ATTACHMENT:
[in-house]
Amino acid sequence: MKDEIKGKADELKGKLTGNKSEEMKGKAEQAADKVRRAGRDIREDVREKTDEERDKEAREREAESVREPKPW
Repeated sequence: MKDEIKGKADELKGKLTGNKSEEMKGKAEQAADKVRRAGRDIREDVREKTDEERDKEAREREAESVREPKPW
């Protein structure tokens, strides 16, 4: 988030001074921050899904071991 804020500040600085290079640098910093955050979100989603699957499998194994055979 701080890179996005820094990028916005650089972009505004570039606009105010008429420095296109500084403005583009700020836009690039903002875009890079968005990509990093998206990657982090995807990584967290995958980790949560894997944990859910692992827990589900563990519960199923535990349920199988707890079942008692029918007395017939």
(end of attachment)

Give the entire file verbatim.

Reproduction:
[in-house]
Amino acid sequence: MKDEIKGKADELKGKLTGNKSEEMKGKAEQAADKVRRAGRDIREDVREKTDEERDKEAREREAESVREPKPW
Repeated sequence: MKDEIKGKADELKGKLTGNKSEEMKGKAEQAADKVRRAGRDIREDVREKTDEERDKEAREREAESVREPKPW
């Protein structure tokens, strides 16, 4: 988030001074921050899904071991 804020500040600085290079640098910093955050979100989603699957499998194994055979 701080890179996005820094990028916005650089972009505004570039606009105010008429420095296109500084403005583009700020836009690039903002875009890079968005990509990093998206990657982090995807990584967290995958980790949560894997944990859910692992827990589900563990519960199923535990349920199988707890079942008692029918007395017939």